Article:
New submitter oldmildog writes: "GameFace Labs may very well be the furthest along in the quest to create a mobile VR headset. It's based on Android, and their latest prototype is the first VR headset (mobile or tethered) to include a 2560x1440 display, with 78% more pixels than 1080p based VR headsets like the Oculus Rift DK2. CEO Ed Mason said, 'The upgrade to 1280 x 1440 per eye is monumental. Individual pixels are hard to detect at first glance, making it a more immersive and comfortable experience in every single game and experience that we've tried. A lot of the ‘presence’ described by devs at the Valve [prototype VR headset] demonstration can be attributed to their use of higher resolution (and lower persistence) panels, which has a noticeable impact in suspending disbelief and tricking the brain."

    135 comments | about two weeks ago

  • Sony and Toyota Bring Real-Life Racing Into the Game World

    cartechboy writes: "Racing games on consoles are fun, but, ultimately, they aren't real. The difference between racing around a track on a TV screen and being behind the wheel of a real car on the asphalt is substantial — there's no reset button in real life. But Sony and Toyota have teamed up to blur that line with a new Sports Drive Logger device. It's a USB data logger that maps your real-world lines around a local racing circuit using the car's data systems and GPS coordinates. Using satellite positioning, pedal depression, steering angle, gear selection, engine revs, and vehicle speed, the Sports Drive Logger replicates this data in Gran Turismo 6. You use this data in the game's telemetry screen, or watch a virtual representation of the laps you've just driven, and even compare that data against your friend's data. If you're brave enough, you can compare your data to that of a professional driver's. Unfortunately this system is only available on the Japanese-spec Toyota GT 86 (a near-twin to the Scion FR-S and Subaru BRZ in the U.S.) — for now."

    42 comments | about two weeks ago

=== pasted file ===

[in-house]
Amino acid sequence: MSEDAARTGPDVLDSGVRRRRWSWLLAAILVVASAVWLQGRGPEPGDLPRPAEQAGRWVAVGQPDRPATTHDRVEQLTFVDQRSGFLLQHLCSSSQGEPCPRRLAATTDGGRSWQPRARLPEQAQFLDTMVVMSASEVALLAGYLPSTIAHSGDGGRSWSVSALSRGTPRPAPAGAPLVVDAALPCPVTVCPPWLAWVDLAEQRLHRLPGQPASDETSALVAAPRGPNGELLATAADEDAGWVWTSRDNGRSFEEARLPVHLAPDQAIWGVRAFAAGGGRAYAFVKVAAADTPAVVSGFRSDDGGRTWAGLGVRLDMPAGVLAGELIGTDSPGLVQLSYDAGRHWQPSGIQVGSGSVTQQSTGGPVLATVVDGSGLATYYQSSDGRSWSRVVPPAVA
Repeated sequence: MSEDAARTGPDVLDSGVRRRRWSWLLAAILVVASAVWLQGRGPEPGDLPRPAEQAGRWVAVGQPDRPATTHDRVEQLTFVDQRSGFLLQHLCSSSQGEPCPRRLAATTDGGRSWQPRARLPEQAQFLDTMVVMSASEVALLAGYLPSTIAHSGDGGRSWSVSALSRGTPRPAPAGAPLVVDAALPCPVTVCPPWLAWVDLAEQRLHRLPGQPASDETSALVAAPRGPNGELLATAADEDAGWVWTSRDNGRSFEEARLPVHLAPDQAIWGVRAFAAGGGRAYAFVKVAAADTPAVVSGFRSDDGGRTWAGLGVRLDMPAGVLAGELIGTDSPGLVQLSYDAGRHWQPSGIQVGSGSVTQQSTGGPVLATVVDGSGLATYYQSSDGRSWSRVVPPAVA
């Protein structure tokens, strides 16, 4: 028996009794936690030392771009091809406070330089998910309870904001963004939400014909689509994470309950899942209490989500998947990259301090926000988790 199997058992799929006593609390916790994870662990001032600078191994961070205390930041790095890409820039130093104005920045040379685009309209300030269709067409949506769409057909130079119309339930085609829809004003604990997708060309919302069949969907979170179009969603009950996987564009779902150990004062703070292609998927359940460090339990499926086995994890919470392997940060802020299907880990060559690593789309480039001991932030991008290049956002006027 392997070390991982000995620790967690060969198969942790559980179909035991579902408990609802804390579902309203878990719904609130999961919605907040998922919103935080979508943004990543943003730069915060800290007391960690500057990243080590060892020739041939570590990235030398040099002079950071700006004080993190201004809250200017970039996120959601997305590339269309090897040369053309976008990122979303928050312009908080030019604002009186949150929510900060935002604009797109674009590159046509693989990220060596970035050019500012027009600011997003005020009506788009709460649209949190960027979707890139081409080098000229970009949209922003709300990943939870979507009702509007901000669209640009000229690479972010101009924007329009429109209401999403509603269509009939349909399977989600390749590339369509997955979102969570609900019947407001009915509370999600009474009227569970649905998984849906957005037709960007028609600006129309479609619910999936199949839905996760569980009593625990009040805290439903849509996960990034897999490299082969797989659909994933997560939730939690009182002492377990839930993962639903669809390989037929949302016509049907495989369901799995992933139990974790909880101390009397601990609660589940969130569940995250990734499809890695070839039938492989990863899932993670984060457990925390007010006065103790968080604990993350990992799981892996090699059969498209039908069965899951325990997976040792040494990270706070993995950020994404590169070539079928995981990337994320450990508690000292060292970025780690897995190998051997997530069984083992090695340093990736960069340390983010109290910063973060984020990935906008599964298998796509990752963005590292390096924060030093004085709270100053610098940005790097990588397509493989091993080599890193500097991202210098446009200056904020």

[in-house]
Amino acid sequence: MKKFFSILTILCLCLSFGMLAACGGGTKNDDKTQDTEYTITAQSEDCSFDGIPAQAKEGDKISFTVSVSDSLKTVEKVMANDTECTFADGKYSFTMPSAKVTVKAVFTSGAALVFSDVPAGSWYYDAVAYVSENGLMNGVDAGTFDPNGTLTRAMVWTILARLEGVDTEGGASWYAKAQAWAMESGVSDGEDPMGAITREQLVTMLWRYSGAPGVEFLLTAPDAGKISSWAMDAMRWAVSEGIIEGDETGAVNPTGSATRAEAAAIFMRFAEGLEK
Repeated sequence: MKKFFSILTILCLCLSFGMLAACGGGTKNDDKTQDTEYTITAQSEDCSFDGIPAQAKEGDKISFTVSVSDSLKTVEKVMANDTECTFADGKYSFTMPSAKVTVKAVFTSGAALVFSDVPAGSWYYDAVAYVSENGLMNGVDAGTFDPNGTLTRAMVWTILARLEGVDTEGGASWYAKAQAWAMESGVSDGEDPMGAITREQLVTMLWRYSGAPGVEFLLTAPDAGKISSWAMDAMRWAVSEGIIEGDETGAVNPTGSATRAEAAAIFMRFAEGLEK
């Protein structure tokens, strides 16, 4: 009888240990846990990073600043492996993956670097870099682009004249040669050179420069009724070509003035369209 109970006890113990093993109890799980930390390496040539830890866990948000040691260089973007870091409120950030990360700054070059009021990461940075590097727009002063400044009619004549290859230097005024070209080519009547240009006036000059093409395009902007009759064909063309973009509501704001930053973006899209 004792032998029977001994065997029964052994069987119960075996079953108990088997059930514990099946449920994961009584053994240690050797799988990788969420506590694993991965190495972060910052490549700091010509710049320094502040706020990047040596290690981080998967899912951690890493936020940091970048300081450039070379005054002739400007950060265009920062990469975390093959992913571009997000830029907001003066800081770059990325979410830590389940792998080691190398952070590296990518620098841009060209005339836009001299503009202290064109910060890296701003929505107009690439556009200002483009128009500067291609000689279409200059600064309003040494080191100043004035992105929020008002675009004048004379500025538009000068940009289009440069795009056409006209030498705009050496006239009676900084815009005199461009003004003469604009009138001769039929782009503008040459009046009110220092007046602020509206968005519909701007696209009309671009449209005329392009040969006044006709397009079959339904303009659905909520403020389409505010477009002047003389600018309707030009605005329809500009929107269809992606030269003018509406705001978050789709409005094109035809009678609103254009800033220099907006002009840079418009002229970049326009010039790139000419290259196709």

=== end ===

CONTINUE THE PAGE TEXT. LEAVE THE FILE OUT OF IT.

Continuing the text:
• AMD Unveils the Liquid-Cooled, Dual-GPU Radeon R9 295X2 At $1,500

    wesbascas (2475022) writes "This morning, AMD unveiled its latest flagship graphics board: the $1,500, liquid-cooled, dual-GPU Radeon R9 295X2. With a pair of Hawaii GPUs that power the company's top-end single-GPU Radeon R9 290X, the new board is sure to make waves at price points that Nvidia currently dominates. In gaming benchmarks, the R9 295X2 performs pretty much in line with a pair of R9 290X cards in CrossFire. However, the R9 295X2 uses specially-binned GPUs which enable the card to run with less power than a duo of the single-GPU cards. Plus, thanks to the closed-loop liquid cooler, the R9 295X doesn't succumb to the nasty throttling issues present on the R9 290X, nor its noisy solution."

    146 comments | about two weeks ago

  • A Rock Paper Scissors Brainteaser

    New submitter arsheive (609065) writes with a link to this interesting RPS brainteaser: "How do you play against an opponent who _must_ throw Rock 50% of the time, and how much would you be willing to pay to play against them?"

    167 comments | about two weeks ago

  • Five-Year-Old Uncovers Xbox One Login Flaw

    New submitter Smiffa2001 writes: "The BBC reports that five-year-old Kristoffer Von Hassel from San Diego has uncovered a (frankly embarrassing) security flaw within the Xbox One login screen. Apparently by entering an incorrect password in the first prompt and then filling the second field with spaces, a user can log in without knowing a password to an account. Young Kristoffer's dad submitted the flaw to Microsoft — who have patched the flaw — and have generously provided four free games, $50, a year-long subscription to Xbox Live and an entry on their list of Security Researcher Acknowledgments."